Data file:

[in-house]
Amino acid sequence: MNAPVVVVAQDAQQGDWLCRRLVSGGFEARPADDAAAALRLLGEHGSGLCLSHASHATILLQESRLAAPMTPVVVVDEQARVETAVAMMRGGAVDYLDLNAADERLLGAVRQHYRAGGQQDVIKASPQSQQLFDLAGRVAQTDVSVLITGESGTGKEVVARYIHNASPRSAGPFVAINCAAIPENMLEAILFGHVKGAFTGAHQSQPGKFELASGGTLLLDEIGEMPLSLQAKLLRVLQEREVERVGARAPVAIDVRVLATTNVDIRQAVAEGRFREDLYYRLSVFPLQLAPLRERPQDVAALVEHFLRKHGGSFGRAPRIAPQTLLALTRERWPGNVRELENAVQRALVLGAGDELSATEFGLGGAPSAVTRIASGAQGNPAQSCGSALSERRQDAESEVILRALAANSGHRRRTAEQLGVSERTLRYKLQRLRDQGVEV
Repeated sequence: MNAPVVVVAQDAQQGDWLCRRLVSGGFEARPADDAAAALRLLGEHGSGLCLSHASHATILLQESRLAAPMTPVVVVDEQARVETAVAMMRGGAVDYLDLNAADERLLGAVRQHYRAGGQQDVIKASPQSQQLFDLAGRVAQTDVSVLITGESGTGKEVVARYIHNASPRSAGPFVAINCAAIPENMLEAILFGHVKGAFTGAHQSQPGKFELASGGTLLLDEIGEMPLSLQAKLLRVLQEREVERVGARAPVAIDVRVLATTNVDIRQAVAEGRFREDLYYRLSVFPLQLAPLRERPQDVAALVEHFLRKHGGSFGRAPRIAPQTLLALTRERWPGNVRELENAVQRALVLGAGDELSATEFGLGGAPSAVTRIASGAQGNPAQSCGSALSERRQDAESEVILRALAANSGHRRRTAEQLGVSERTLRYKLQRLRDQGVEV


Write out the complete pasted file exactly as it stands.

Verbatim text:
[in-house]
Amino acid sequence: MNAPVVVVAQDAQQGDWLCRRLVSGGFEARPADDAAAALRLLGEHGSGLCLSHASHATILLQESRLAAPMTPVVVVDEQARVETAVAMMRGGAVDYLDLNAADERLLGAVRQHYRAGGQQDVIKASPQSQQLFDLAGRVAQTDVSVLITGESGTGKEVVARYIHNASPRSAGPFVAINCAAIPENMLEAILFGHVKGAFTGAHQSQPGKFELASGGTLLLDEIGEMPLSLQAKLLRVLQEREVERVGARAPVAIDVRVLATTNVDIRQAVAEGRFREDLYYRLSVFPLQLAPLRERPQDVAALVEHFLRKHGGSFGRAPRIAPQTLLALTRERWPGNVRELENAVQRALVLGAGDELSATEFGLGGAPSAVTRIASGAQGNPAQSCGSALSERRQDAESEVILRALAANSGHRRRTAEQLGVSERTLRYKLQRLRDQGVEV
Repeated sequence: MNAPVVVVAQDAQQGDWLCRRLVSGGFEARPADDAAAALRLLGEHGSGLCLSHASHATILLQESRLAAPMTPVVVVDEQARVETAVAMMRGGAVDYLDLNAADERLLGAVRQHYRAGGQQDVIKASPQSQQLFDLAGRVAQTDVSVLITGESGTGKEVVARYIHNASPRSAGPFVAINCAAIPENMLEAILFGHVKGAFTGAHQSQPGKFELASGGTLLLDEIGEMPLSLQAKLLRVLQEREVERVGARAPVAIDVRVLATTNVDIRQAVAEGRFREDLYYRLSVFPLQLAPLRERPQDVAALVEHFLRKHGGSFGRAPRIAPQTLLALTRERWPGNVRELENAVQRALVLGAGDELSATEFGLGGAPSAVTRIASGAQGNPAQSCGSALSERRQDAESEVILRALAANSGHRRRTAEQLGVSERTLRYKLQRLRDQGVEV